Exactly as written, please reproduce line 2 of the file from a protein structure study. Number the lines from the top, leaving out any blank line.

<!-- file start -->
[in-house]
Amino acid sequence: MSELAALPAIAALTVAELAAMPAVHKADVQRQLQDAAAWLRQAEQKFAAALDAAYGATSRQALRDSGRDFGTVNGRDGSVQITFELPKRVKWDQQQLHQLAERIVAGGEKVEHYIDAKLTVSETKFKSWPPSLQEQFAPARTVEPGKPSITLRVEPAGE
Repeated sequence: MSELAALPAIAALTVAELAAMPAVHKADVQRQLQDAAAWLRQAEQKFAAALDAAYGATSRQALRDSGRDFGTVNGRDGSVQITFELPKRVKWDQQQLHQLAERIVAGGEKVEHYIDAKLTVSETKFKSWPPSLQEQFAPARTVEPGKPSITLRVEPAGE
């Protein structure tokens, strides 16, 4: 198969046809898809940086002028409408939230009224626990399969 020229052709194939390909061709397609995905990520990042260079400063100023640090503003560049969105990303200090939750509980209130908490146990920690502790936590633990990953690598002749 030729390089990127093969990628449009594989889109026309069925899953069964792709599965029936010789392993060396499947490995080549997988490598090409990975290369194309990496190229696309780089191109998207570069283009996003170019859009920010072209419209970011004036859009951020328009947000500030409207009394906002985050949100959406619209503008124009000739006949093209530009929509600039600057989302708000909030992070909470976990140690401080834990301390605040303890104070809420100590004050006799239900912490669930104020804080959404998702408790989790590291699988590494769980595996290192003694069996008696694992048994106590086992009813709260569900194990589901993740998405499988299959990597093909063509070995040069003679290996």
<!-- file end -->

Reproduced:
Amino acid sequence: MSELAALPAIAALTVAELAAMPAVHKADVQRQLQDAAAWLRQAEQKFAAALDAAYGATSRQALRDSGRDFGTVNGRDGSVQITFELPKRVKWDQQQLHQLAERIVAGGEKVEHYIDAKLTVSETKFKSWPPSLQEQFAPARTVEPGKPSITLRVEPAGE